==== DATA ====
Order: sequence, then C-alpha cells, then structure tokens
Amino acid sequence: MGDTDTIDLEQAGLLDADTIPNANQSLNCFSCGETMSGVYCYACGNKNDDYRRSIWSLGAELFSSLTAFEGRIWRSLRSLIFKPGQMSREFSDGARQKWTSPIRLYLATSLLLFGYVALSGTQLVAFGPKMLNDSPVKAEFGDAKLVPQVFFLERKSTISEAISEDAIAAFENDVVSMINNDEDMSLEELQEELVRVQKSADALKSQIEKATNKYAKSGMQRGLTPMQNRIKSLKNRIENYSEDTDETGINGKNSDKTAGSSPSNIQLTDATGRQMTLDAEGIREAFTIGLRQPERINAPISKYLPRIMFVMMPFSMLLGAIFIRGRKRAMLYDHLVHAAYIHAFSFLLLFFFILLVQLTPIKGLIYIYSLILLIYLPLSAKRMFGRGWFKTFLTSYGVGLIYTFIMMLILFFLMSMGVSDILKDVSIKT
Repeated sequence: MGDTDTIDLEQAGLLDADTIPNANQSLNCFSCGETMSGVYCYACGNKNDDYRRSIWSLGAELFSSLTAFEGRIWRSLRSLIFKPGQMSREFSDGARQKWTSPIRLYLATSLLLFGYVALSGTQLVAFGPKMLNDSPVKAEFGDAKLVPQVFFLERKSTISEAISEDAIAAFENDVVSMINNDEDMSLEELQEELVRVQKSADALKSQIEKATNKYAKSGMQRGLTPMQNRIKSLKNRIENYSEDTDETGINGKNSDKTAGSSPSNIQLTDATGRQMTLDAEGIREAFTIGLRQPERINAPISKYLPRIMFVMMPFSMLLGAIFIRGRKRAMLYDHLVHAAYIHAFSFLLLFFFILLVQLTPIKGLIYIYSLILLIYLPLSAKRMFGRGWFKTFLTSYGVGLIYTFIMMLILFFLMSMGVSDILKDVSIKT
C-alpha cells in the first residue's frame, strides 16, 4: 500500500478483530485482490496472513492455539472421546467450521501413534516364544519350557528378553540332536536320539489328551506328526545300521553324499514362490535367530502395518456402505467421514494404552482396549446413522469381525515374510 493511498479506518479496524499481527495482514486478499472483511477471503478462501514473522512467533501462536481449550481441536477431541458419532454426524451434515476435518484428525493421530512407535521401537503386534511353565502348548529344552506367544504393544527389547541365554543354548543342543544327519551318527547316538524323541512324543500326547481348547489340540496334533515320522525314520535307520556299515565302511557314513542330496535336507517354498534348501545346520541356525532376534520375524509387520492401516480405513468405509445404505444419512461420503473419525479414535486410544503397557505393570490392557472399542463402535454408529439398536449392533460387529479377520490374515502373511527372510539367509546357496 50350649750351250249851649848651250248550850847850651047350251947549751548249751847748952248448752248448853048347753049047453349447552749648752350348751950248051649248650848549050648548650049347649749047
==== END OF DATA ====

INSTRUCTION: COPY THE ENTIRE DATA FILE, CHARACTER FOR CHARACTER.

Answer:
Order: sequence, then C-alpha cells, then structure tokens
Amino acid sequence: MGDTDTIDLEQAGLLDADTIPNANQSLNCFSCGETMSGVYCYACGNKNDDYRRSIWSLGAELFSSLTAFEGRIWRSLRSLIFKPGQMSREFSDGARQKWTSPIRLYLATSLLLFGYVALSGTQLVAFGPKMLNDSPVKAEFGDAKLVPQVFFLERKSTISEAISEDAIAAFENDVVSMINNDEDMSLEELQEELVRVQKSADALKSQIEKATNKYAKSGMQRGLTPMQNRIKSLKNRIENYSEDTDETGINGKNSDKTAGSSPSNIQLTDATGRQMTLDAEGIREAFTIGLRQPERINAPISKYLPRIMFVMMPFSMLLGAIFIRGRKRAMLYDHLVHAAYIHAFSFLLLFFFILLVQLTPIKGLIYIYSLILLIYLPLSAKRMFGRGWFKTFLTSYGVGLIYTFIMMLILFFLMSMGVSDILKDVSIKT
Repeated sequence: MGDTDTIDLEQAGLLDADTIPNANQSLNCFSCGETMSGVYCYACGNKNDDYRRSIWSLGAELFSSLTAFEGRIWRSLRSLIFKPGQMSREFSDGARQKWTSPIRLYLATSLLLFGYVALSGTQLVAFGPKMLNDSPVKAEFGDAKLVPQVFFLERKSTISEAISEDAIAAFENDVVSMINNDEDMSLEELQEELVRVQKSADALKSQIEKATNKYAKSGMQRGLTPMQNRIKSLKNRIENYSEDTDETGINGKNSDKTAGSSPSNIQLTDATGRQMTLDAEGIREAFTIGLRQPERINAPISKYLPRIMFVMMPFSMLLGAIFIRGRKRAMLYDHLVHAAYIHAFSFLLLFFFILLVQLTPIKGLIYIYSLILLIYLPLSAKRMFGRGWFKTFLTSYGVGLIYTFIMMLILFFLMSMGVSDILKDVSIKT
C-alpha cells in the first residue's frame, strides 16, 4: 500500500478483530485482490496472513492455539472421546467450521501413534516364544519350557528378553540332536536320539489328551506328526545300521553324499514362490535367530502395518456402505467421514494404552482396549446413522469381525515374510 493511498479506518479496524499481527495482514486478499472483511477471503478462501514473522512467533501462536481449550481441536477431541458419532454426524451434515476435518484428525493421530512407535521401537503386534511353565502348548529344552506367544504393544527389547541365554543354548543342543544327519551318527547316538524323541512324543500326547481348547489340540496334533515320522525314520535307520556299515565302511557314513542330496535336507517354498534348501545346520541356525532376534520375524509387520492401516480405513468405509445404505444419512461420503473419525479414535486410544503397557505393570490392557472399542463402535454408529439398536449392533460387529479377520490374515502373511527372510539367509546357496 50350649750351250249851649848651250248550850847850651047350251947549751548249751847748952248448752248448853048347753049047453349447552749648752350348751950248051649248650848549050648548650049347649749047